So clinicians who tell you that vaccination is a ‘personal decision’, as if it doesn’t affect, and therefore doesn’t worry anyone, are making an all too common mistake. Your chiropractor thinks his own family’s current health is all that is relevant, as he doesn’t think he could infect a foreign senior and cause their death. (A CDC study suggests the majority of Covid cases were transmitted by people who weren’t symptomatic at the time.) He’s not very likely to do so at work, of course, assuming that ‘he takes appropriate precautions, including masking and ensuring good ventilation in the small room where he works. Even so, his clients would be even safer if he and his assistant were vaccinated. This is why it is not a personal decision, in the intended sense. Getting vaccinated, for those who have no medical contraindications, is more than a good idea; it’s something we owe each other. It is an act of civic responsibility.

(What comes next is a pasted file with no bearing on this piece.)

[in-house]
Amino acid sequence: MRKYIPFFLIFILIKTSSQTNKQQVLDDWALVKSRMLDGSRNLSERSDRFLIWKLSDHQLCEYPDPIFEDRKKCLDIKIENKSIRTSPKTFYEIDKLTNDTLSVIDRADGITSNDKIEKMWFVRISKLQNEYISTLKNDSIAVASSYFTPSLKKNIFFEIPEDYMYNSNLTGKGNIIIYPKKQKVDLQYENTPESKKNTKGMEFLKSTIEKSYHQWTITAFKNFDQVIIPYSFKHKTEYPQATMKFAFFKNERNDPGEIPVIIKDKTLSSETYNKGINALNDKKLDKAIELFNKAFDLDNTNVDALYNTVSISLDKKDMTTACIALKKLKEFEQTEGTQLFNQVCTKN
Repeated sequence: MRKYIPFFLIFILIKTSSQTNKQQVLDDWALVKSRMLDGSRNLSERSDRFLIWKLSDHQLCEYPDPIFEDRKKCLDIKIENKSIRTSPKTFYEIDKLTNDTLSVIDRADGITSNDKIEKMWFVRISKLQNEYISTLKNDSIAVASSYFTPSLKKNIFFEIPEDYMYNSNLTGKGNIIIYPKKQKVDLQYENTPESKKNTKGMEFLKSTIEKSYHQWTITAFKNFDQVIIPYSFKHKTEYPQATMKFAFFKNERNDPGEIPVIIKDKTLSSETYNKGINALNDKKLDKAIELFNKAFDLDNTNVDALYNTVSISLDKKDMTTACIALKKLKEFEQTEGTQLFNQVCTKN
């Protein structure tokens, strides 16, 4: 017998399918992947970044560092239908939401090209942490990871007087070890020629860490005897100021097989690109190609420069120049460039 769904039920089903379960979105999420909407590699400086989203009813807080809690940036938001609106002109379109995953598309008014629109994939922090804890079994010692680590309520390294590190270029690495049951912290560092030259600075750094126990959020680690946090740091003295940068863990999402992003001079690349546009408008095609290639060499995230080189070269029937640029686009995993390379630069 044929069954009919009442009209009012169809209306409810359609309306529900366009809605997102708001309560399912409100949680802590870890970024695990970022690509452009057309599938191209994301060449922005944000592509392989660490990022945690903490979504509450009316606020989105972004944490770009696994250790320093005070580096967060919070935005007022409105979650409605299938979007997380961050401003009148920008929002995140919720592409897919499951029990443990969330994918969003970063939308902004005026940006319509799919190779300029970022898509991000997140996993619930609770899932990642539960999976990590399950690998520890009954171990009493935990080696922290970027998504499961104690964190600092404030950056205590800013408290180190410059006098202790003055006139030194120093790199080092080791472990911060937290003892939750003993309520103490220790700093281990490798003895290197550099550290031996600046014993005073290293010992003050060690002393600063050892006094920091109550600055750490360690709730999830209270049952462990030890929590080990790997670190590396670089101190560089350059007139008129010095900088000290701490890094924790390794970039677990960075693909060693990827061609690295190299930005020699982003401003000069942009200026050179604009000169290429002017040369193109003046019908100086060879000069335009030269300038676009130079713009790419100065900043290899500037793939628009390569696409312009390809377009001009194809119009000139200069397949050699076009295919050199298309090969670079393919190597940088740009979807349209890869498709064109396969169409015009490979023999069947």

And note that the CDC’s recent “comfortable” guidelines for the vaccinated rely on maintaining appropriate vigilance of the unvaccinated. When an unvaccinated health worker caused an outbreak at a Kentucky nursing facility in March, vaccinated residents were afforded a relatively high level of protection, but 18 of them were nonetheless infected and one died. . Older people seem particularly prone to “rupture infections”, of course. Yet when people choose not to be vaccinated, they have chosen to increase the risk to others.
I should mention that chiropractic has long been associated with anti-vaccination sentiments. Its founder, DD Palmer – who maintained that his theories had been communicated to him by the mind of a long-deceased doctor – rejected the germ theory of the disease, which disposed him to be skeptical of vaccination. Although many contemporary chiropractors believe in vaccines, vaccine skepticism appears to be more common among chiropractors than in the medical world.
Moving on from the ethics of the chiropractor to yours, I would point out that he did not talk to you about his decision in complete confidentiality, which means that you do not have to respect a later request to remain a mother. Why does your chiropractor want you to keep this to yourself? Maybe he thinks clients could take him out of an irrational risk assessment – and some clients might. But it really is a personal decision.